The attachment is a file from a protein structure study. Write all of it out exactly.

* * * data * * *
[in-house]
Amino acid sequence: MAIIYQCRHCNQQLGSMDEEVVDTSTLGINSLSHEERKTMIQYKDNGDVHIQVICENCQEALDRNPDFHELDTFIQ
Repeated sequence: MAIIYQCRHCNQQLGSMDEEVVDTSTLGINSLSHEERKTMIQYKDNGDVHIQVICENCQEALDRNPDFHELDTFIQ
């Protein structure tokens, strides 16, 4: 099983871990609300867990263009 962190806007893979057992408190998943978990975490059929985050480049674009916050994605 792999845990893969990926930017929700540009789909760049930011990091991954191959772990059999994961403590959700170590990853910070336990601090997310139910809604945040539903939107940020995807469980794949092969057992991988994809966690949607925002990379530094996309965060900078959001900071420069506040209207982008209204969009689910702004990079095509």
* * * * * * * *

[in-house]
Amino acid sequence: MAIIYQCRHCNQQLGSMDEEVVDTSTLGINSLSHEERKTMIQYKDNGDVHIQVICENCQEALDRNPDFHELDTFIQ
Repeated sequence: MAIIYQCRHCNQQLGSMDEEVVDTSTLGINSLSHEERKTMIQYKDNGDVHIQVICENCQEALDRNPDFHELDTFIQ
């Protein structure tokens, strides 16, 4: 099983871990609300867990263009 962190806007893979057992408190998943978990975490059929985050480049674009916050994605 792999845990893969990926930017929700540009789909760049930011990091991954191959772990059999994961403590959700170590990853910070336990601090997310139910809604945040539903939107940020995807469980794949092969057992991988994809966690949607925002990379530094996309965060900078959001900071420069506040209207982008209204969009689910702004990079095509």